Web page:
In practice, the Decisi were really nothing but an efficient network of proto-mobsters who kept the public in subjection through rumour-mongering, intimidation, and theatrics. Don Ciro apparently also made random appearances across the land to promote the idea that he was untouchable. According to the Irish military man Richard Church (who ultimately brought an end to the bandit’s crime spree in 1817) Don Ciro—like modern Mafiosi—had an uncanny ability to disguise himself. Nonetheless, when he did appear in public, he tended to wear a flamboyant getup that savoured of what many today would associate with Golden Age pirates:
“He was a perfect Proteus in disguises, — as a woman, as a beggar, as a priest, as a friar, as an officer, as a gendarme. His usual dress was of velveteen, highly faced with many rows of buttons, and belts in every direction ; and he was always armed with pistols and stiletto, carbine, or rifle. He always carried poison with him in a small case, within a red pocket-book. He also always wore several silver chains…On his breast he wore rows of relics, crosses, images of saints, and amulets against the evil eye. His headdress was a high-peaked drab-colored hat, adorned with gold band, buckle, and tall black feather, and his fingers were covered with rings of great value.”
Legend has it that after his defeat by Church, Don Ciro was condemned to be executed by a firing squad but only perished after one of his executors shot him with a silver bullet.
Giacomo Casanova, The Libertine
Due mostly to his loquacity and aptitude for self-promotion, Giacomo Casanova has gone down in history as the quintessential trickster. A libertine through and through, Casanova hustled for a living and plied his trade by devising elaborate scams. To do this he cosied up with aristocrats (such as the immortality-seeking Madame d’Urfe) and exploited their vanities. Much has already been said about Casanova’s eclectic biography and excesses; nonetheless, one episode particularly stands out as the clearest demonstration of his knavish genius.
The full story, which has been commented on by the likes of Colin Wilson and Eliza Marian Butler appears in his Memoirs. In the tale, Casanova recounts how he convinced the antiquities-obsessed Capetani family from Mantua of his paranormal abilities. Casanova initially gains their trust by astonishing them with cold readings. The Capetanis then offer him a tentative “finder’s fee” and invite him to an acquaintance’s estate in the Papal States in the hopes that his magical prowess will help them acquire a long-lost, cursed treasure. Longing to “play the part of the magician” (like the scholastici vagantes) and excited at the prospect of free room and board, Casanova agrees to participate in the venture and proceeds to devise a treasure-hunting ritual.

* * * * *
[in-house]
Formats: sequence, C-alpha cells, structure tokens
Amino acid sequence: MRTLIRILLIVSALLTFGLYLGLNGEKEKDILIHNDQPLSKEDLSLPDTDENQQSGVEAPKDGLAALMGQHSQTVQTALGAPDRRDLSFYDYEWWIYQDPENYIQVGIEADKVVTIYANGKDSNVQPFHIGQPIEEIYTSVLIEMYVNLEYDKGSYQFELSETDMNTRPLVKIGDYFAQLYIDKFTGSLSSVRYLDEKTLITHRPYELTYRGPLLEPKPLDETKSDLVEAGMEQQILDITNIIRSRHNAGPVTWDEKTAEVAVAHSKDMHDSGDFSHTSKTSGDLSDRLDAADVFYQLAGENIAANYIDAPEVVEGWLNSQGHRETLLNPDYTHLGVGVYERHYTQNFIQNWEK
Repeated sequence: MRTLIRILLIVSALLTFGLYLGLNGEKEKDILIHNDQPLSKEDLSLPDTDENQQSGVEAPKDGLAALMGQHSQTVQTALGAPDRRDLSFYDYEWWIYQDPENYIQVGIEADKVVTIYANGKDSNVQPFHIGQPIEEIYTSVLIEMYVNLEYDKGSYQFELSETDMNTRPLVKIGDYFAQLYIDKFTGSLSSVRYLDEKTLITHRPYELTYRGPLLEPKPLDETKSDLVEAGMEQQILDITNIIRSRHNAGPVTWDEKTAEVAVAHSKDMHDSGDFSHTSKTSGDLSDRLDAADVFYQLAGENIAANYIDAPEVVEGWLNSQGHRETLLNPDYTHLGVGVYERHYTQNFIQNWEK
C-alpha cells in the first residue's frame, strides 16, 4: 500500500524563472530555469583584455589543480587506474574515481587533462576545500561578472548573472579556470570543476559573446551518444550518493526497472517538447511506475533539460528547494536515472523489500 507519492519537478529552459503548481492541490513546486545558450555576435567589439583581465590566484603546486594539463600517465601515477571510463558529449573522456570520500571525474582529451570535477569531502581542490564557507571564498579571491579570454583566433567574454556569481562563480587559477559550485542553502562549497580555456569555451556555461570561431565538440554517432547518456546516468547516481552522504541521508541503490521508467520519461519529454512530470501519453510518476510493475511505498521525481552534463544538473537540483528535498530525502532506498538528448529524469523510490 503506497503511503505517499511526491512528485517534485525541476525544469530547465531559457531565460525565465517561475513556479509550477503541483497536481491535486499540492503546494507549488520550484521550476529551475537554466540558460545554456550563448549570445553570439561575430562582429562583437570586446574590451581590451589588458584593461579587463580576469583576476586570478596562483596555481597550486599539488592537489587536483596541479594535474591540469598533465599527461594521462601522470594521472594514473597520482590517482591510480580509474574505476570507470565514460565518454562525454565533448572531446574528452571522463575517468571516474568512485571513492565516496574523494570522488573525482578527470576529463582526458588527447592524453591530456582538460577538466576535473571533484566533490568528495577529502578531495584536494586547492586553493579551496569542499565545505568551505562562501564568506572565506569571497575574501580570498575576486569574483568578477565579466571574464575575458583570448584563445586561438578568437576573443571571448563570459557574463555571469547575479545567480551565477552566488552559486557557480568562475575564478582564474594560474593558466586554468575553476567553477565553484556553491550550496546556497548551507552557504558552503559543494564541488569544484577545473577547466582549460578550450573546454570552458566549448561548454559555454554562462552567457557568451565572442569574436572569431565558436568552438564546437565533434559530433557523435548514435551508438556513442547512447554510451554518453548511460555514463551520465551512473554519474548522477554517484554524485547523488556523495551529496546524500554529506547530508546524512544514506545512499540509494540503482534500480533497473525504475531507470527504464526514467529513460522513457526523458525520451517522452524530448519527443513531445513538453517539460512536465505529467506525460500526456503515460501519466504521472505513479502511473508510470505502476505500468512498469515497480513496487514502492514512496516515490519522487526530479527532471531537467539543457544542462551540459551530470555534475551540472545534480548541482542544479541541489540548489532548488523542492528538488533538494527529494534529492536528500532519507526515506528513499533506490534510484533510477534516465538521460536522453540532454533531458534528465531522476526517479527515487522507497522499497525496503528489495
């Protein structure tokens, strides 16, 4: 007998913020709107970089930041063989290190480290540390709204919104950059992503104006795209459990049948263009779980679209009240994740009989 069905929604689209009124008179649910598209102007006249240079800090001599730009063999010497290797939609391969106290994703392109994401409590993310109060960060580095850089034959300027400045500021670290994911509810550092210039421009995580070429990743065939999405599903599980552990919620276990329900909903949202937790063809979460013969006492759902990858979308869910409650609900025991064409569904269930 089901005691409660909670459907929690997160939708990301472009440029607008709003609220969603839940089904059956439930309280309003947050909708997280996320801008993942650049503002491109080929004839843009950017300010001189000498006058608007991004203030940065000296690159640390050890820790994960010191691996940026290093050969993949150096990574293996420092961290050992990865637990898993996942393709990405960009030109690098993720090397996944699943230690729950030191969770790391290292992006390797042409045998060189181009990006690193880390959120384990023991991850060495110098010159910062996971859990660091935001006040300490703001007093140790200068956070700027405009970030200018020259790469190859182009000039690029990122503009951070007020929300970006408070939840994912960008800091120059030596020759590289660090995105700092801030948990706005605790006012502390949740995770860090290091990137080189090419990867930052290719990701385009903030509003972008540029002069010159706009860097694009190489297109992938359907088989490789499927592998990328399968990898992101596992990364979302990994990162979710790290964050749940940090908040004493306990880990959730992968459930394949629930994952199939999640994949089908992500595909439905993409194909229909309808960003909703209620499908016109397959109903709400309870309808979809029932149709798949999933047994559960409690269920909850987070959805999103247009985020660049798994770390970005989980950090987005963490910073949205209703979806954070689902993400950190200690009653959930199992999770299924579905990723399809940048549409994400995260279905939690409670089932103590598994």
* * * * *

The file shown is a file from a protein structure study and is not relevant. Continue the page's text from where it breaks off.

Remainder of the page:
What ensues next is a series of events during which Casanova engages in method acting avant le lettre and struggles to resist making sexual advances on his host’s eldest daughter. When the full moon finally arrives, Casanova cloaks himself in a handmade linen robe, strolls into the house courtyard, and places himself in a magic circle (made of sheets of paper). Armed with a sacred knife from the Capetani private museum and a makeshift wand, he commences with some presto-chango gibberish. To his surprise, a storm gradually begins to surge around him. Genuinely frightened but at the same time not wanting to appear like a mountebank, Casanova continues his act until the tempest subsides.
Later, Casanova—fearing the prying eyes of the Inquisition—weasels out of his commitment by forging instructions from the storm spirits and handing them to one of his clients: